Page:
Young people today feel this in their bones. As Meagan Day points out at Jacobin, teenagers are “discouraged” by current economic and social trends. That’s a good word to use because neoliberalism’s main political aim is to prevent young workers from being encouraged to feel fully human.

As Day suggests, fighting for health care, public schools and free higher education aren’t just points on a list of ideas drawn up by socialists. The struggle to win these demands can change what people think of themselves.

The socialist message is anti-capitalist — literally, we are against capitalists, both the individuals and the aggregate class — but it is also pro-worker. “You are more than just a buyer and a seller, a worker and a customer, a pawn of the anonymous rich,” as Day puts it. “You’re a valued member of this society, your future matters to the people around you, and you’re not alone.”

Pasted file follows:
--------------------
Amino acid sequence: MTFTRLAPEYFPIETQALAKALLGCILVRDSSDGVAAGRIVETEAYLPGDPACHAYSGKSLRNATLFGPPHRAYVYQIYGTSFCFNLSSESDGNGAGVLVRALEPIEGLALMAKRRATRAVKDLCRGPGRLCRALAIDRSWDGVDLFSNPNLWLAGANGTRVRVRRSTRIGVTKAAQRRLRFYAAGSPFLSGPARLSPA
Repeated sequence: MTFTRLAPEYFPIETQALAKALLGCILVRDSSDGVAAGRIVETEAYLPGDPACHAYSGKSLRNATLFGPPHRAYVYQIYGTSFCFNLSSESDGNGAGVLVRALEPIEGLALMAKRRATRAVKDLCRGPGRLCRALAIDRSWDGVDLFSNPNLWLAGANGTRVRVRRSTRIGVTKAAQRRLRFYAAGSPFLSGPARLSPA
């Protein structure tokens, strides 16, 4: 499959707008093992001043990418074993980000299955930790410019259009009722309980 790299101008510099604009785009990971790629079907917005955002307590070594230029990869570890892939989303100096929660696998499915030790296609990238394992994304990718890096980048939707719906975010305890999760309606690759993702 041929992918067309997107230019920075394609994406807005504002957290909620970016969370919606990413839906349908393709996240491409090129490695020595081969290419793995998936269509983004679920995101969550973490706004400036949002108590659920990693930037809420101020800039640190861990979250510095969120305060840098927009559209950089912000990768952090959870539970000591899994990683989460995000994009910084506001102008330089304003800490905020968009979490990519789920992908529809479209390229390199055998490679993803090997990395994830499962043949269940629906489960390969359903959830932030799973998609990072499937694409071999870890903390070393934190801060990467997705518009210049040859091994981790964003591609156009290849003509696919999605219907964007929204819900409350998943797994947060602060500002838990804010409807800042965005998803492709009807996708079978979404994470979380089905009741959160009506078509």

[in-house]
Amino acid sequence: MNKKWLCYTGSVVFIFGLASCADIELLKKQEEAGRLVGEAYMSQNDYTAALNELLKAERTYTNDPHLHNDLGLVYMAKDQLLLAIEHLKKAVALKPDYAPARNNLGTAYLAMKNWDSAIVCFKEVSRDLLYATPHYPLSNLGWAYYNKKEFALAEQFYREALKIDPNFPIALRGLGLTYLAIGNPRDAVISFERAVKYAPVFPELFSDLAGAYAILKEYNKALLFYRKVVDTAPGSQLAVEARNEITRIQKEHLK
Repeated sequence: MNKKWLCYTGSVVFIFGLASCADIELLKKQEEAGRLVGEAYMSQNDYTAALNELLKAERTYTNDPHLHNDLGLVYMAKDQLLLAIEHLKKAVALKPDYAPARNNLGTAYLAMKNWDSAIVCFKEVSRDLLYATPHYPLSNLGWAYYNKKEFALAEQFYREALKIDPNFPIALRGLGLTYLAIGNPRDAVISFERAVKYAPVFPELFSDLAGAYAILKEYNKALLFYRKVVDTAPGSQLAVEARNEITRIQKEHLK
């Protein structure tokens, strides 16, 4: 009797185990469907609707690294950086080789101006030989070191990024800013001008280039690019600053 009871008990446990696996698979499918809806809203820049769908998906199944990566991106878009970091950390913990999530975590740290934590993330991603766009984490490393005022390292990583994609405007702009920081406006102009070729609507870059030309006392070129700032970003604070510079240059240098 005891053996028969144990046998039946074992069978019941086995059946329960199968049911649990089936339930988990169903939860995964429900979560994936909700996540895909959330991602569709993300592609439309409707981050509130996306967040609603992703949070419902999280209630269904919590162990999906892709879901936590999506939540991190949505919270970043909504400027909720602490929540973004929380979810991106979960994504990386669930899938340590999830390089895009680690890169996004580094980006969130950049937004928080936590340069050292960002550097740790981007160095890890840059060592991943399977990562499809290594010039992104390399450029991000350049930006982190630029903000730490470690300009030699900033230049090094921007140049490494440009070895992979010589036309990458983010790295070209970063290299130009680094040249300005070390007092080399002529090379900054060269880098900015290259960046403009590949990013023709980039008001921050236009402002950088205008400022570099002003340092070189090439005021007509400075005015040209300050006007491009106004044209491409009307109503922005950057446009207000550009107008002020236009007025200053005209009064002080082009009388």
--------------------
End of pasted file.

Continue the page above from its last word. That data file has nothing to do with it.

Capitalism is responsible for accelerating the worst threats to humanity and our planet. Yet it is not a force of nature nor a law of physics. It is a system, controlled by a class of people that aims to defend the status quo at all costs.

And if capitalism is a system reproduced by the bourgeoisie — thus, reproducing that class’s domination — then our side needs a systematic alternative that turns the world upside down. Or, more accurately, puts it right side up.

TRUMP’S AMERICA isn’t the first time that the system has spawned mass opposition.

Over the last couple hundred years, capitalism faced slave, peasant and Indigenous peoples’ revolts, alongside rudimentary workers’ resistance in the early decades of the 19th century. By 1848, the bourgeoisie confronted revolution on its home turf in Germany and France.

During ensuing decades, slavery in the United States, English colonialism in India and the industrial revolution produced new uprisings and the first attempt to unite the global socialist movement in the International Workingmen’s Association.

Another half century-long cycle of capitalist expansion in turn produced mass revolt among the working classes, culminating in the First World War and the 1917 Russian Revolution.